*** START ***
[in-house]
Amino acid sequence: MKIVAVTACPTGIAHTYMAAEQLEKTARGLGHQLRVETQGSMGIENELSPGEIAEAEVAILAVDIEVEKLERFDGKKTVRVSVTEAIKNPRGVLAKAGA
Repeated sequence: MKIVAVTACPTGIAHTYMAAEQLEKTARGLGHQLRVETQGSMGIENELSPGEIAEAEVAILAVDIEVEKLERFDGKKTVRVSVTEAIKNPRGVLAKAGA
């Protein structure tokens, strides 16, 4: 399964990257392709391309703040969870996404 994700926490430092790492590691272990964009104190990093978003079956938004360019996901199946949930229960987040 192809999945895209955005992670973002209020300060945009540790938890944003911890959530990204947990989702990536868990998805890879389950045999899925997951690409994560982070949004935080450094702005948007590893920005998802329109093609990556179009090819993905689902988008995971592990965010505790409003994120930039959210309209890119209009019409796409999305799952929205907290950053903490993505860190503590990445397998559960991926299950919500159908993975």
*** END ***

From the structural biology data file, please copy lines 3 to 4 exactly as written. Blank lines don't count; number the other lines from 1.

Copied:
Repeated sequence: MKIVAVTACPTGIAHTYMAAEQLEKTARGLGHQLRVETQGSMGIENELSPGEIAEAEVAILAVDIEVEKLERFDGKKTVRVSVTEAIKNPRGVLAKAGA
């Protein structure tokens, strides 16, 4: 399964990257392709391309703040969870996404 994700926490430092790492590691272990964009104190990093978003079956938004360019996901199946949930229960987040 192809999945895209955005992670973002209020300060945009540790938890944003911890959530990204947990989702990536868990998805890879389950045999899925997951690409994560982070949004935080450094702005948007590893920005998802329109093609990556179009090819993905689902988008995971592990965010505790409003994120930039959210309209890119209009019409796409999305799952929205907290950053903490993505860190503590990445397998559960991926299950919500159908993975």